Since the break up of Lower Than Atlantis last year, guitarist Ben Samson has wasted no time in a new outlet by forming a fresh outfit, Paper Mill.
It’s a project which sees him teaming up with his brother Luke on bass, and Matt Rider of The Holiday Plan (and has also guested on some Lower Than Atlantis tracks) on vocals/guitars. Now, they introduce themselves with the release of their debut EP, ‘Past The West Way’.
Opening things up, ‘Bruce’ packs a punch from the get-go. The track feels relatable, surrounding the topic of how the world needs to work together as opposed to against one another, with lyrics such as “Nobody wins unless we all win / Is this the kind of new world you were dreaming of you want to give your children?”, creating thought-provoking reflection of the current times we’re living in perfectly.
This soon transitions into standout track, ‘Get Real’, which offers up a real sense of nostalgia. Musically it conjures up the British pop-rock sound that was making waves in the early 2010s, with bands such as Deaf Havana and Kids In Glass Houses. It has a level of maturity surrounding the reality of having to grow up, which will be a hit with older fans, whilst counterbalancing itself perfectly with catchy sing-along lyrics that are easy to envision becoming a hit at live shows.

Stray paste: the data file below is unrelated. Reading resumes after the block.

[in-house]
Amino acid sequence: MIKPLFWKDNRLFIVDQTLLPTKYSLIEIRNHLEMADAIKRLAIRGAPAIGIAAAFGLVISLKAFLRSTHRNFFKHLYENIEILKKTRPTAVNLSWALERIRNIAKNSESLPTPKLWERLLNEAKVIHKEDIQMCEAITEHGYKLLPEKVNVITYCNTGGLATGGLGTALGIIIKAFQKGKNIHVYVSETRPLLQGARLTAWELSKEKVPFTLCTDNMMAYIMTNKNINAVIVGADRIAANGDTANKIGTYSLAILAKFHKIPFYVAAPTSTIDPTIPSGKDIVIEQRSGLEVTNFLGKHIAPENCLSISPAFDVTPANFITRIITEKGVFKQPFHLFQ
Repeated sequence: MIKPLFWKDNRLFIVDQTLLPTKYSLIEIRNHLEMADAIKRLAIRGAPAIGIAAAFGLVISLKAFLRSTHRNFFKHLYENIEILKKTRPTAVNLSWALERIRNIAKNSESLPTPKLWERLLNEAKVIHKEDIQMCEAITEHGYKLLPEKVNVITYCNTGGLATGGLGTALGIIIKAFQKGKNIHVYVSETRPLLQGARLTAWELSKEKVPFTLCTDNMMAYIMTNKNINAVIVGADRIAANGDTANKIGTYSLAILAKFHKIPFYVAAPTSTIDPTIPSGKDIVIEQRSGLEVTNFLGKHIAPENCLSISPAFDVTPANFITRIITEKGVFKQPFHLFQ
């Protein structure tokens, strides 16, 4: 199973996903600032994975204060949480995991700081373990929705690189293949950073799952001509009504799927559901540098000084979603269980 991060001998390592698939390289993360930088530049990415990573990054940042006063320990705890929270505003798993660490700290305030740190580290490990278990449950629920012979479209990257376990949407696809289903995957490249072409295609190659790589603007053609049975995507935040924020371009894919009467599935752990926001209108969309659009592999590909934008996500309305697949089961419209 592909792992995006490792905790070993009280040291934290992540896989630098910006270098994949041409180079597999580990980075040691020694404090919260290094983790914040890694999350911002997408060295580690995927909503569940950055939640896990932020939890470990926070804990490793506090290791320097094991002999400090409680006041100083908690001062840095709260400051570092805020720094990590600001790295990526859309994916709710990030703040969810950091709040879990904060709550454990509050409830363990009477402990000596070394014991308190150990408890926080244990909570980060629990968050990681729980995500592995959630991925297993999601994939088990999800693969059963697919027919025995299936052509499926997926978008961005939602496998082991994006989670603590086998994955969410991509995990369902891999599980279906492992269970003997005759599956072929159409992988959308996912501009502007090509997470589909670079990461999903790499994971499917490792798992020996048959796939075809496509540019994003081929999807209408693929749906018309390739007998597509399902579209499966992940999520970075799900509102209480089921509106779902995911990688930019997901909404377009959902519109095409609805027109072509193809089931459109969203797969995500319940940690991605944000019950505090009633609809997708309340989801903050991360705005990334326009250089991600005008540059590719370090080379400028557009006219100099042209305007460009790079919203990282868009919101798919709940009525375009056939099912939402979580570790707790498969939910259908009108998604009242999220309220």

Slowing the pace down is the beautifully stripped back ‘Lock And Key’. The track mostly showcases Rider‘s vocals in a spoken word style performance, allowing us to get fully invest in the emotional story that’s being told. At times it’s an uncomfortable yet extremely open and vulnerable song.
With the demise of Lower Than Atlantis still relatively fresh, it would be easy to assume Paper Mill could be almost be LTA 2.0. There are moments where you can sense that vibe, such as Ben‘s solo in ‘Black Mirror’ with its distorted, heavier sound, but given his unique way of playing, it was inevitable there would be mild similarities. Still, at no point does it distract from what Paper Mill are all about.
‘Standing On The Edge’ switches things up with a gritter, heavier sound, with Rider seriously stretching his vocals to create an incredibly melodic anthemic ending. It would’ve been interesting to have heard a bit more of this on the EP, but it’s definitely something that could well be built upon in future records.
For a band who only really formed a year ago, it’s safe to say that ‘Past The West Way’ is an impressive debut, an attribute to the evidently impressive working relationship that this trio have. Each of the six tracks offer up something a little different whilst still leaves you wanting more. It’ll be exciting to see what the future holds for Paper Mill.